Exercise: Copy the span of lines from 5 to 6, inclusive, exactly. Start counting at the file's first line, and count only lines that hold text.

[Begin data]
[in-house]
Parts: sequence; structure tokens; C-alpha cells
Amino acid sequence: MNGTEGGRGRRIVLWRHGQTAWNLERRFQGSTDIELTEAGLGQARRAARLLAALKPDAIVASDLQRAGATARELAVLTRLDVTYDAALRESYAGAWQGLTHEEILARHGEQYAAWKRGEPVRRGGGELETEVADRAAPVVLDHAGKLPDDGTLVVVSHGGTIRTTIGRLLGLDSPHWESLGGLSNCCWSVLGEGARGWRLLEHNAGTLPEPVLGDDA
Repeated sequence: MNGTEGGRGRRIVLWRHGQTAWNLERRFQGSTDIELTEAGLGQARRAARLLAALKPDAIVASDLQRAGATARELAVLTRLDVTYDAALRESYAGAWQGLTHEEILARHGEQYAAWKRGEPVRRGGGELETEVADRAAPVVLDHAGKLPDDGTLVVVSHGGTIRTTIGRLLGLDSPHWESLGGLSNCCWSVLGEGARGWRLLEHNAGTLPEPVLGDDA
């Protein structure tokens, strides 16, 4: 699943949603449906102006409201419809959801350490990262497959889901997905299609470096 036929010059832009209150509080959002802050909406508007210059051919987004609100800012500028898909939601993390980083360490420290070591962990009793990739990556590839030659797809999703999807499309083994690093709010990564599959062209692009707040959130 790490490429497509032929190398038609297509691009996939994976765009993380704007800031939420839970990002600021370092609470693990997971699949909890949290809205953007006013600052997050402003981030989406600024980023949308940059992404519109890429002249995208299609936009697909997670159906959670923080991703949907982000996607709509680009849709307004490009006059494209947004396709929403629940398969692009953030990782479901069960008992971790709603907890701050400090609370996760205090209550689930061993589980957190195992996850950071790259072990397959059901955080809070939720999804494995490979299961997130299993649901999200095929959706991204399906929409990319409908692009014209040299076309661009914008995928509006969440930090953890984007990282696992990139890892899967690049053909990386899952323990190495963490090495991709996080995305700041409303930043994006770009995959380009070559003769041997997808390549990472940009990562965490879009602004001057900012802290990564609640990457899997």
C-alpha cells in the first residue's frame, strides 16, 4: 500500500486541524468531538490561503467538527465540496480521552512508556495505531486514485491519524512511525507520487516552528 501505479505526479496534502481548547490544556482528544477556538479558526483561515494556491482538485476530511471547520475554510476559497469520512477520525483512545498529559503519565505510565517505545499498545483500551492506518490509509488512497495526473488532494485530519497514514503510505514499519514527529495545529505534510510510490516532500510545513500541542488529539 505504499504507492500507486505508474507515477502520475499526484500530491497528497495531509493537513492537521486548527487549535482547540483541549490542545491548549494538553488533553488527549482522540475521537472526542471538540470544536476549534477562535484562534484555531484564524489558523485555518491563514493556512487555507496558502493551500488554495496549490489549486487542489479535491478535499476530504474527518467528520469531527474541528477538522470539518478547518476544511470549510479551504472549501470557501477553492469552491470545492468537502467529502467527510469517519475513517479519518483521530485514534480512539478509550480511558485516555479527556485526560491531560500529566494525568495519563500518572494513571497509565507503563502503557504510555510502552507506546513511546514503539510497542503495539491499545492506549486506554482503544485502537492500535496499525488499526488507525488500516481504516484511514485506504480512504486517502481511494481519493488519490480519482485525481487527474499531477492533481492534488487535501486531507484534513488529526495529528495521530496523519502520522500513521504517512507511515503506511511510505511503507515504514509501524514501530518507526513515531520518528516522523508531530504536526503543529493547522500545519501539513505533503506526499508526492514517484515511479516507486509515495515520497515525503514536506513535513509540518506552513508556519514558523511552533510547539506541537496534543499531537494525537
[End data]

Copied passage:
């Protein structure tokens, strides 16, 4: 699943949603449906102006409201419809959801350490990262497959889901997905299609470096 036929010059832009209150509080959002802050909406508007210059051919987004609100800012500028898909939601993390980083360490420290070591962990009793990739990556590839030659797809999703999807499309083994690093709010990564599959062209692009707040959130 790490490429497509032929190398038609297509691009996939994976765009993380704007800031939420839970990002600021370092609470693990997971699949909890949290809205953007006013600052997050402003981030989406600024980023949308940059992404519109890429002249995208299609936009697909997670159906959670923080991703949907982000996607709509680009849709307004490009006059494209947004396709929403629940398969692009953030990782479901069960008992971790709603907890701050400090609370996760205090209550689930061993589980957190195992996850950071790259072990397959059901955080809070939720999804494995490979299961997130299993649901999200095929959706991204399906929409990319409908692009014209040299076309661009914008995928509006969440930090953890984007990282696992990139890892899967690049053909990386899952323990190495963490090495991709996080995305700041409303930043994006770009995959380009070559003769041997997808390549990472940009990562965490879009602004001057900012802290990564609640990457899997």
C-alpha cells in the first residue's frame, strides 16, 4: 500500500486541524468531538490561503467538527465540496480521552512508556495505531486514485491519524512511525507520487516552528 501505479505526479496534502481548547490544556482528544477556538479558526483561515494556491482538485476530511471547520475554510476559497469520512477520525483512545498529559503519565505510565517505545499498545483500551492506518490509509488512497495526473488532494485530519497514514503510505514499519514527529495545529505534510510510490516532500510545513500541542488529539 505504499504507492500507486505508474507515477502520475499526484500530491497528497495531509493537513492537521486548527487549535482547540483541549490542545491548549494538553488533553488527549482522540475521537472526542471538540470544536476549534477562535484562534484555531484564524489558523485555518491563514493556512487555507496558502493551500488554495496549490489549486487542489479535491478535499476530504474527518467528520469531527474541528477538522470539518478547518476544511470549510479551504472549501470557501477553492469552491470545492468537502467529502467527510469517519475513517479519518483521530485514534480512539478509550480511558485516555479527556485526560491531560500529566494525568495519563500518572494513571497509565507503563502503557504510555510502552507506546513511546514503539510497542503495539491499545492506549486506554482503544485502537492500535496499525488499526488507525488500516481504516484511514485506504480512504486517502481511494481519493488519490480519482485525481487527474499531477492533481492534488487535501486531507484534513488529526495529528495521530496523519502520522500513521504517512507511515503506511511510505511503507515504514509501524514501530518507526513515531520518528516522523508531530504536526503543529493547522500545519501539513505533503506526499508526492514517484515511479516507486509515495515520497515525503514536506513535513509540518506552513508556519514558523511552533510547539506541537496534543499531537494525537